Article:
John MacArthur Makes Biblical Case for the Church’s Duty to Remain Open

NRB | August 6, 2020 | Member News

In response to the recent state order requiring churches in California to limit or suspend all meetings indefinitely, John MacArthur, pastor-teacher of Grace Community Church in Sun Valley, publicly and respectfully informed civic leaders that they have “exceeded their legitimate jurisdiction,” and “faithfulness to Christ prohibits us from observing the restrictions they want to impose on our corporate worship services.”

“As His people, we are subject to His will and commands as revealed in Scripture,” stated MacArthur, joined by the pastors and elders of the church. “Therefore, we cannot and will not acquiesce to a government-imposed moratorium on our weekly congregational worship or other regular corporate gatherings. Compliance would be disobedience to our Lord’s clear commands.”

Although the U.S. Constitution affirms that the government cannot prohibit the free exercise of religion, MacArthur noted that the argument his church is making is not a constitutional one.

“Our argument therefore is purposely not grounded in the First Amendment; it is based on the same biblical principles that the Amendment itself is founded upon. The exercise of true religion is a divine duty given to men and women created in God’s image,” he said, citing Genesis 1:26–27, Acts 4:18–20, 5:29, and Matthew 22:16–22.

“In other words, freedom of worship is a command of God, not a privilege granted by the state,” he added.

In a later statement, the Thomas More Society, which is providing legal representation for MacArthur and his church, stressed that the government is in fact mandated by the Constitution to preserve and protect for churches the fundamental right to free exercise of religion and freedom of assembly.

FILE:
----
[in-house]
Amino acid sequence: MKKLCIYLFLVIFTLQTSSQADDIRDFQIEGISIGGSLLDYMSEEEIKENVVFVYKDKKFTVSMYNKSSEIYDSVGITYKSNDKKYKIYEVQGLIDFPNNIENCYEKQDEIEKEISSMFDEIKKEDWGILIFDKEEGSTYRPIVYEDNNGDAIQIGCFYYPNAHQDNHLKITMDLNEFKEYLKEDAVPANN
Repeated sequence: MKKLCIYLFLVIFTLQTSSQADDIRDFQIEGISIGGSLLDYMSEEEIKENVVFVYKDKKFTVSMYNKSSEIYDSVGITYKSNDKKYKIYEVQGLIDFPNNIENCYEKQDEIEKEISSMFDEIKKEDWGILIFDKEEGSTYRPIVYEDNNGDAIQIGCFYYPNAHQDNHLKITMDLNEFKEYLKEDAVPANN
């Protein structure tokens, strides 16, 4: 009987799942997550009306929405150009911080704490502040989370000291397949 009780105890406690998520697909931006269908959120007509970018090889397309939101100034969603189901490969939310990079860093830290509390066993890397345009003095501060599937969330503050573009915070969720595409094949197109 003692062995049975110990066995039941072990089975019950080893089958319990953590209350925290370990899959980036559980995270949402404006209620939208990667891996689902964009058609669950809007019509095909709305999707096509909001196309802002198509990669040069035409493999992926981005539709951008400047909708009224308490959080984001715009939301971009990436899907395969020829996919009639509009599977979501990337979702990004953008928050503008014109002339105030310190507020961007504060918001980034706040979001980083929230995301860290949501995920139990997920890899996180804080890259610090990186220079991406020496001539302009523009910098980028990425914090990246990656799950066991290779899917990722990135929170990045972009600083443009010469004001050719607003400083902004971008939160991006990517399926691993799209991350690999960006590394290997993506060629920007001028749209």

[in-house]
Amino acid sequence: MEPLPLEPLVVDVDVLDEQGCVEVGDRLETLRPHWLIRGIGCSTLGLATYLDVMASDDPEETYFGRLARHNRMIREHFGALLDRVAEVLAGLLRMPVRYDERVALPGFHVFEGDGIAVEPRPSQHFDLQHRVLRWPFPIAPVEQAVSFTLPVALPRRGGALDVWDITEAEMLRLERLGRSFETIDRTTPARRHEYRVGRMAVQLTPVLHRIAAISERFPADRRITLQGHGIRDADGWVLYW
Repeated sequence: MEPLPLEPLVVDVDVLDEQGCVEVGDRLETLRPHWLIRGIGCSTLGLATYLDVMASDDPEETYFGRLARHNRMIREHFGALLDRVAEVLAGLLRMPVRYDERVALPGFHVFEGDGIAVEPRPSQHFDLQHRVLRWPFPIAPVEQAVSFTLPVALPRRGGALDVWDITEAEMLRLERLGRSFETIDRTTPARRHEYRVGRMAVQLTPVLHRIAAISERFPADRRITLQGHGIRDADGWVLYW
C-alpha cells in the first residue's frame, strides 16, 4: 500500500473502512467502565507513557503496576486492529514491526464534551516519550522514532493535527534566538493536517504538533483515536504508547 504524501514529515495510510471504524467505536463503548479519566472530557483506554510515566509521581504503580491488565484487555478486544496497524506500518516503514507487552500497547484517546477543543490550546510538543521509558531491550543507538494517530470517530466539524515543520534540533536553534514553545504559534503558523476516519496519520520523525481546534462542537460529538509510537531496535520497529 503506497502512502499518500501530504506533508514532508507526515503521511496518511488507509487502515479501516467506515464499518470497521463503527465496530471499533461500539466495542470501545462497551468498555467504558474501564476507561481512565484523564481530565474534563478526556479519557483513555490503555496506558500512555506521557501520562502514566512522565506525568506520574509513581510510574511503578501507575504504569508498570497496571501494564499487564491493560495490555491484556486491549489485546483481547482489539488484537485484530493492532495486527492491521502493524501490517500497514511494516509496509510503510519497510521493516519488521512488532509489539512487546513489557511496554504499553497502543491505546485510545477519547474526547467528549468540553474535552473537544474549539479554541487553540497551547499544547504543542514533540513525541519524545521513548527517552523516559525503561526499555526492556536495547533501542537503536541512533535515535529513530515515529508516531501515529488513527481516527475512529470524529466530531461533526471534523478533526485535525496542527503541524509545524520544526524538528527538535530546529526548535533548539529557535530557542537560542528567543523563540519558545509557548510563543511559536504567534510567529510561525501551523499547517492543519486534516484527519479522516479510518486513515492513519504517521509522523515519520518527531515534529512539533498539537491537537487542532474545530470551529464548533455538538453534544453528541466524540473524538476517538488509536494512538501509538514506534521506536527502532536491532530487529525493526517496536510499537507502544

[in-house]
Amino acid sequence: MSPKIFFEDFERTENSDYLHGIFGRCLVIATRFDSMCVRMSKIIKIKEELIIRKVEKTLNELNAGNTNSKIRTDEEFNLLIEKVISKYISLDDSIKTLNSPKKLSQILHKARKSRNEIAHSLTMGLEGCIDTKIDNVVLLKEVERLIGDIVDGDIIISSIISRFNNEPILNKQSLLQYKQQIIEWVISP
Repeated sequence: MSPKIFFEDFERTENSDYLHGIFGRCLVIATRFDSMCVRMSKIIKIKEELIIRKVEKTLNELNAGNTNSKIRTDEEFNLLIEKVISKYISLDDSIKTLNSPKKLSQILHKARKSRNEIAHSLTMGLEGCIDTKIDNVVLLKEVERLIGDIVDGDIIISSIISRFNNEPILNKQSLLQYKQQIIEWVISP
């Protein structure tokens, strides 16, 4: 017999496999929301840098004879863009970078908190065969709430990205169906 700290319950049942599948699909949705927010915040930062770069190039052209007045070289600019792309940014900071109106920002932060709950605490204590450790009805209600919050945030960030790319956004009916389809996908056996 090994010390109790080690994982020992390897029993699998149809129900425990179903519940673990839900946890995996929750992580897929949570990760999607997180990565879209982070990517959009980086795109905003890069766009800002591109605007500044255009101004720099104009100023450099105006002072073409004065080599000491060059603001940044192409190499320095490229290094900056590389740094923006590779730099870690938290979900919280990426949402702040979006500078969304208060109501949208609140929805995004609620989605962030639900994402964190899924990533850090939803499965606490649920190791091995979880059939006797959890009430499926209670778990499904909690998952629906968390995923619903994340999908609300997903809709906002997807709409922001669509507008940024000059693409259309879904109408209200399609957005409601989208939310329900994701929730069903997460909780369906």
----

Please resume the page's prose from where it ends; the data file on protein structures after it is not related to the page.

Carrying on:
“It is unconstitutional for Governor Newsom and the State of California to discriminate against churches by treating them less favorably than other organizations and activities that are not protected by the First Amendment,” stated Charles LiMandri, Special Counsel for the Thomas More Society.

“Pastor MacArthur and his church, as well as all churches, are entitled to practice their religion without government interference,” he continued. “This is especially the case when the government has given free rein to protestors, and is not similarly restricting marijuana dispensaries, large retail outlets and factories, and abortion providers.”

In a similar vein, NRB CEO Troy Miller reiterated the words of U.S. Attorney General William Barr, who previously made clear that the government “may not impose special restrictions on religious activity that do not also apply to similar nonreligious activity.”

“People of faith are not second-class citizens and we strongly support Grace Community Church,” said Miller on behalf of the world’s pre-eminent association of Christian broadcasters and communicators, of which MacArthur and his Grace to Youmedia ministry are members.

LiMandri further noted that the government orders are also unconstitutional because there is no compelling need for the onerous restrictions on the churches at this time.

“The hospitals are not overwhelmed and the percentage death rate from COVID-19 is now extremely small,” he said. “It is time for Governor Newsom and Mayor Garcetti to recognize what President Trump has already proclaimed: churches are providing an ‘essential’ service to the people. Therefore, they must be allowed to serve the people in the manner in which God has called them.”

According to the Thomas More Society, the City of Los Angeles, through a cease and desist letter, has threatened Grace Community Church and MacArthur specifically with a daily fine of $1,000 or arrest.

To read the full statement from John MacArthur and Grace Community Church, click here.

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